A survey of Manteca voters indicated they don’t have much of an appetite to pay additional taxes to fund the construction of an $80 million community recreation complex that would include an aquatics center.
What the survey did show was that residents would be open to pay more taxes to hire additional police officers and/or to address street concerns.
The preliminary information from a city hired consultant doesn’t bode well for efforts to build a 72,000-square-foot community gym/recreation center, nine soccer fields, and aquatics center on a possible 38-acre site on the northern edge of the Big League Dreams sports complex.
Given that there hasn’t been an organized community-based push aimed at convincing people of the need and just consultant-driven community meetings the results of the survey aren’t surprising.
But what it may underscore is what Councilman Gary Singh, among others, has tried to do which is steer Mayor Ben Cantu from using his position to keep pushing the need for a major communitywide tax increase of some type and instead focus on specific areas of concerns.
While Cantu has mentioned perhaps a 2 to 5 general cent sales tax might be a possible way to go following in the footsteps of Lathrop’s general one cent sales tax, others on the council have approached the potential of possibly asking the voters to increase the current half cent sales tax specifically to pay for more police officers. Based on the current staffing levels from the special sales tax going from ½ percent to ¾ percent would allow the city to augment its current police force by 15 officers meaning there would be one officer for every 1,000 of Manteca’s 85,000 residents.
That said Singh has pointed out Manteca needs to stay the course as the city will see a strong improvement in the bottom line of its general fund to help pay for more municipal services and police officers.
Singh is referring to moves Manteca leaders have put in motion that by the end of 2021 are likely to boost general fund revenues by $2.6 million. That reflects the city’s nearly $2.1 million share of Great Wolf room taxes at the higher rate of 12 percent after the resort’s first full year of operation, at least $400,000 more in sales tax from Costco receipts given the obligation of the sales tax split that snagged the wholesale more than a decade ago will be fulfilled this year, and the first year sales tax share of $175,000 from the deal that secured the Living Spaces furniture store that is breaking ground in the coming months at Union Road at the 120 Bypass.
If the additional revenue besides other gains in property tax and sales tax occurred and the city set aside 62 percent of it toward public safety with all of it going to hire additional police officers they could add 10 officers to the force. That is in addition to revenue bumps that would allow the hiring of more police officers, firefighters, and other city workers over the next two years.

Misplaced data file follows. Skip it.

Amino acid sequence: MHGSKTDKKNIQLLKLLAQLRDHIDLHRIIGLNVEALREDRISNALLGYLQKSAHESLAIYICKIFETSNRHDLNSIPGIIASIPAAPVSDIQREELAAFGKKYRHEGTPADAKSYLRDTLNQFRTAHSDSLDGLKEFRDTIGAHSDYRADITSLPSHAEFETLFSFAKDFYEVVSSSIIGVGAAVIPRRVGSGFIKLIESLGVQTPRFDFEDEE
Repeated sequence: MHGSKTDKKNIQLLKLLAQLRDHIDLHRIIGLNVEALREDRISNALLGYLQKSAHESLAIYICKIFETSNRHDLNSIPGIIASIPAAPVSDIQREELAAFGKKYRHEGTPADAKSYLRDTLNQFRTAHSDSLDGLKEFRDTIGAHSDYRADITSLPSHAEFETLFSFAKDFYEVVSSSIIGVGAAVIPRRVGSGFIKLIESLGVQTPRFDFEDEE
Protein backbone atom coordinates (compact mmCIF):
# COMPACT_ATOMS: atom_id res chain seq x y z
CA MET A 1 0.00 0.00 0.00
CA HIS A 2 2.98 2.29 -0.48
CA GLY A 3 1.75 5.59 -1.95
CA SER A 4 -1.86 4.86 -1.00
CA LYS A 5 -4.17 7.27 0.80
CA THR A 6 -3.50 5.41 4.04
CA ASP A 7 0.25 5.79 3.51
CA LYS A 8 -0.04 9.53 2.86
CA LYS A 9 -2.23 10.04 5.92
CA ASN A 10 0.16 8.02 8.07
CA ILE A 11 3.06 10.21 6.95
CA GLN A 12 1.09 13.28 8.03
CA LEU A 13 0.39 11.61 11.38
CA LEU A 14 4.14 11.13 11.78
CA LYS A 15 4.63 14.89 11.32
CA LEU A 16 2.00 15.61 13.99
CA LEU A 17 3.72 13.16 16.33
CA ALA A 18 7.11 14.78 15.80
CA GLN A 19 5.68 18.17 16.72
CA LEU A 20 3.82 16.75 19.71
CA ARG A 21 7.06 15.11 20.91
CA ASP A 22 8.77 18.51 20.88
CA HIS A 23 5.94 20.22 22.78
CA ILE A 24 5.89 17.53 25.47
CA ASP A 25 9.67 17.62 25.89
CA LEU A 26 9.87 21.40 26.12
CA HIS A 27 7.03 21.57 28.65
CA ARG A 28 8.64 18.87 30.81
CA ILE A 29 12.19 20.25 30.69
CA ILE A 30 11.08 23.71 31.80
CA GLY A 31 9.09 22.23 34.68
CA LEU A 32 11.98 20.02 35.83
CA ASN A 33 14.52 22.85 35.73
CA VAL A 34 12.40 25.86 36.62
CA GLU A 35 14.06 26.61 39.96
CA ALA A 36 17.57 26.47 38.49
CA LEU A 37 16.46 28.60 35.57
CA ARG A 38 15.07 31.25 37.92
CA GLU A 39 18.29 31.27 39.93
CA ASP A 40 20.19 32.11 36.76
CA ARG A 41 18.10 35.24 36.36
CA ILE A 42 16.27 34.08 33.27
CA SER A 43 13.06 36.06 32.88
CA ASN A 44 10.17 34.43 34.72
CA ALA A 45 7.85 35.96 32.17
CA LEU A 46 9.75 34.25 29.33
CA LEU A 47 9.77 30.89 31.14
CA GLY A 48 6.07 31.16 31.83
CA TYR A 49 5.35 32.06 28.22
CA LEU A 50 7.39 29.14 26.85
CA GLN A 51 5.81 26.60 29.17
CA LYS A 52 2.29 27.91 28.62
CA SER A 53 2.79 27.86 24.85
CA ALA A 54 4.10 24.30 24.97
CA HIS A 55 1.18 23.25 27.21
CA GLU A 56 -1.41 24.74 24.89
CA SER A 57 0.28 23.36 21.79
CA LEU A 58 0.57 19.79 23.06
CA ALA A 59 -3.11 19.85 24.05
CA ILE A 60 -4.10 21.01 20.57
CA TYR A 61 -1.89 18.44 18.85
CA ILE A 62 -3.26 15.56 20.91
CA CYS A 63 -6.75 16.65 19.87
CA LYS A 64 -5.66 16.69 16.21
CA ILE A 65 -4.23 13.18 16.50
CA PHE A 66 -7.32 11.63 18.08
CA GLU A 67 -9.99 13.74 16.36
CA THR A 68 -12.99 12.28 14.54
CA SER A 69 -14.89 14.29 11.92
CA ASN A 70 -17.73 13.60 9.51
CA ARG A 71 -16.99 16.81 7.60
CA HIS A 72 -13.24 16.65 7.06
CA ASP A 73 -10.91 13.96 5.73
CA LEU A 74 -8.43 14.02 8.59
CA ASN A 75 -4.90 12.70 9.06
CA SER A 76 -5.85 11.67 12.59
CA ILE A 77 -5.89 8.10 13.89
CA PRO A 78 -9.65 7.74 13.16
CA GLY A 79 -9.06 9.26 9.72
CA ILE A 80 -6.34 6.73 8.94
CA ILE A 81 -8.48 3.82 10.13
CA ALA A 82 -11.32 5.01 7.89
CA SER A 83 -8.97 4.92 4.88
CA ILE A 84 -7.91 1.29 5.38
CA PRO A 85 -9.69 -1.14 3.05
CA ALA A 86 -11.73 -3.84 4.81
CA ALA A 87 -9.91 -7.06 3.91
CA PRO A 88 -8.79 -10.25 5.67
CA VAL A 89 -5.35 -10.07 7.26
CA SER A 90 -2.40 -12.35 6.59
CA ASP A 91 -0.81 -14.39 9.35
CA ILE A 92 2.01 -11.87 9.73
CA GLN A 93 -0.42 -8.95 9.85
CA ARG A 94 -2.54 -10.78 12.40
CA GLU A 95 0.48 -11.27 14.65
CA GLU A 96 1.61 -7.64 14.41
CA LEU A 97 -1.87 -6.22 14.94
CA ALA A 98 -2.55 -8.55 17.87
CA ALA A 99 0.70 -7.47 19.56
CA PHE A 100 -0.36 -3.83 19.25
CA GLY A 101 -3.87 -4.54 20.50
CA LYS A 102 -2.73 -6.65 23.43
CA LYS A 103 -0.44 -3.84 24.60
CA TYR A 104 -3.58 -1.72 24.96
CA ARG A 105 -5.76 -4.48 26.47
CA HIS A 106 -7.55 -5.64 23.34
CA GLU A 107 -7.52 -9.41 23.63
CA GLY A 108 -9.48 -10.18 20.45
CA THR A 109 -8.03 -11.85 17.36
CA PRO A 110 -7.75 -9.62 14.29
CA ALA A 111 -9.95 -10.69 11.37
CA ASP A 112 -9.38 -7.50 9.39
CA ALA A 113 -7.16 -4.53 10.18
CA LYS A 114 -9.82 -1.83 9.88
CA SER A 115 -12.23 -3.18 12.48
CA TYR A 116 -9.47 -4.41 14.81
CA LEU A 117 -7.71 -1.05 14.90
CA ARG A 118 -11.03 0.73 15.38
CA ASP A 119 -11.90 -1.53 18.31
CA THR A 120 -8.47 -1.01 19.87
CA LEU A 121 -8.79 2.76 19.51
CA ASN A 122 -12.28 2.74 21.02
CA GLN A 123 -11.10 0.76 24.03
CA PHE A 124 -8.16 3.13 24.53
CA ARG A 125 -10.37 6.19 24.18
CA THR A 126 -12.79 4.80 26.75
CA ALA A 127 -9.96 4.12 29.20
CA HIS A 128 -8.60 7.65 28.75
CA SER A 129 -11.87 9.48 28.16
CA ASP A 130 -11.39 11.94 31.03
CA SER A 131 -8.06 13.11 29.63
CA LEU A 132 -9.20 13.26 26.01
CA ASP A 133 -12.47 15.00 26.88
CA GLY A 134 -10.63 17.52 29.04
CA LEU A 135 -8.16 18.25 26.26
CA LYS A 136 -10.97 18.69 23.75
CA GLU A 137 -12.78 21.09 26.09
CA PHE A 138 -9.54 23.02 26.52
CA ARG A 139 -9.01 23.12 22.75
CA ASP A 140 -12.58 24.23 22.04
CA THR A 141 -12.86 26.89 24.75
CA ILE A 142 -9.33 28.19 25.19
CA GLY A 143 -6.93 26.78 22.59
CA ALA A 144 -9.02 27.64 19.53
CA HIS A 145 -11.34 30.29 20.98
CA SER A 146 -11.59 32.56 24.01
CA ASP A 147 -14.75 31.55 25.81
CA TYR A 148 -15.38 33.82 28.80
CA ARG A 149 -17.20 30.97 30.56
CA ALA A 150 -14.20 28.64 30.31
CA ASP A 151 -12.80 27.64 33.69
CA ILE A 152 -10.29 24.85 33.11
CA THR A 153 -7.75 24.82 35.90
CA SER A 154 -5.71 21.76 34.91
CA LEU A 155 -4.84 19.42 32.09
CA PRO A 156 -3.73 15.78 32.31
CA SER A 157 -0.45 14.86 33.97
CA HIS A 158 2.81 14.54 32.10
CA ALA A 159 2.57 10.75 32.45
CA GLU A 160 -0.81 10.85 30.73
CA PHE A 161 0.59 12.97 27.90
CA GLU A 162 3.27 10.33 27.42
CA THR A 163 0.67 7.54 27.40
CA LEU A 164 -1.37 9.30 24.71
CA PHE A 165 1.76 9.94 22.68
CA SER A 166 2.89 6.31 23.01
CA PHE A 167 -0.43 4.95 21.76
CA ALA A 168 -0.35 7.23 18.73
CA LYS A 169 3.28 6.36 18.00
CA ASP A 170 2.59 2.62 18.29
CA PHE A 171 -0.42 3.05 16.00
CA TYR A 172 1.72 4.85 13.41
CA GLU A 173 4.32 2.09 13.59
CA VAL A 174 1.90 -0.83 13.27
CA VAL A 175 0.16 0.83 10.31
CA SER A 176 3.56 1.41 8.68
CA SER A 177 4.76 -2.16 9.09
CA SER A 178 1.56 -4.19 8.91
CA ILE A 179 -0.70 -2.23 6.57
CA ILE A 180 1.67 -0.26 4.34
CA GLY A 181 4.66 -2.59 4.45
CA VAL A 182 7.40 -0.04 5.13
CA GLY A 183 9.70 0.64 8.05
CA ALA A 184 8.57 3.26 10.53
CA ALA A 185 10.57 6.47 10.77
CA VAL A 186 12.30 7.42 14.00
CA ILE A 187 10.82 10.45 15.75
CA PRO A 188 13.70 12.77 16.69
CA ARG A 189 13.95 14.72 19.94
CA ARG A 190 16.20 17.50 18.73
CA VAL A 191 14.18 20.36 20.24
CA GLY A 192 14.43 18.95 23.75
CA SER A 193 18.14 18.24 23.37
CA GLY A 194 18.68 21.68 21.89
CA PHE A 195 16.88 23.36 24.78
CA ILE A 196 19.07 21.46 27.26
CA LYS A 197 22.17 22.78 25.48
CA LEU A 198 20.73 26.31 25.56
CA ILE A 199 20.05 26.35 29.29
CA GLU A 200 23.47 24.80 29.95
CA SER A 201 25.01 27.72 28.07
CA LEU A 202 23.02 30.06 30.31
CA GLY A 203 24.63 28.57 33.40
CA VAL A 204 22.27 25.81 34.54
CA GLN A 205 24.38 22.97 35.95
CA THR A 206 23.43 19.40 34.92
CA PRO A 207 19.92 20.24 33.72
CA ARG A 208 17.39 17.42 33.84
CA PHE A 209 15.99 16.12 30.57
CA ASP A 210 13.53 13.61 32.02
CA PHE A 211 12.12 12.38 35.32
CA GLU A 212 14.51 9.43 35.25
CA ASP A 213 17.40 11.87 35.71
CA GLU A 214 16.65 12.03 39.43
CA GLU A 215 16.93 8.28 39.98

Let there be light
along Moffat Blvd.
For the first time in more than eight years, the street lights along Moffat Boulevard immediately south of the 120 Bypass are working — at least six of the nine that is.
Crews with the firm contracted by the city to maintain street lights and traffic signals were able to get the six lights working. The last three not yet working are closest to the overcrossing including the one directly between the two bridge structures carrying Bypass traffic that is near where a homeless woman walking on Moffat was struck and killed by a motorist after sunset last year.
The area under — and just south of — the overcrossing is used extensively by the homeless crossing to and from illegal encampments on both sides of Moffat that are pushed up against embankments of the 120 Bypass. The homeless also park their vehicles that do double duty as sleeping quarters in the extreme northwest corner of the Manteca Commerce Park parking lot.
Ironically it was likely the homeless that stripped copper wiring from the base of the street lights to sell at recycling centers for pennies on the dollar. Hopefully the wiring will be secured in concrete as the city has with all new street lighting to foil copper thieves.
The homeless aside, the developer of the business park was required to install the street lights while the city has been paying PG&E a flat monthly rate per light even though they weren’t operating for the past eight years given they are not on meters that would be cost prohibitive to install.
Besides, Manteca Police can tell you the worst place for speeding in the city is Moffat Boulevard.
Great Wolf Resort opens
as ‘summer’ comes to end
Originally Great Wolf was aiming to open their 500-room hotel and indoor water park in Manteca Memorial Day weekend.
That goal was made in a perfect world that didn’t include PG&E that played a big role in throwing off the construction schedule for the $180 million project.
The target is now to open Aug.1. That’s two days before classes resume for the Manteca Unified School District. While Great Wolf aims for a 100-mile plus target, other school districts in the Northern San Joaquin Valley start at the same time or shortly after Manteca. As for the Bay Area and Sacramento, its back to school for most districts by the third week of August.
Given the nature of the resort it likely won’t be an issue but having a waterpark — even an indoor one — open at the start of the summer vacation season has to be the best option.
To contact Dennis Wyatt, email firstname.lastname@example.org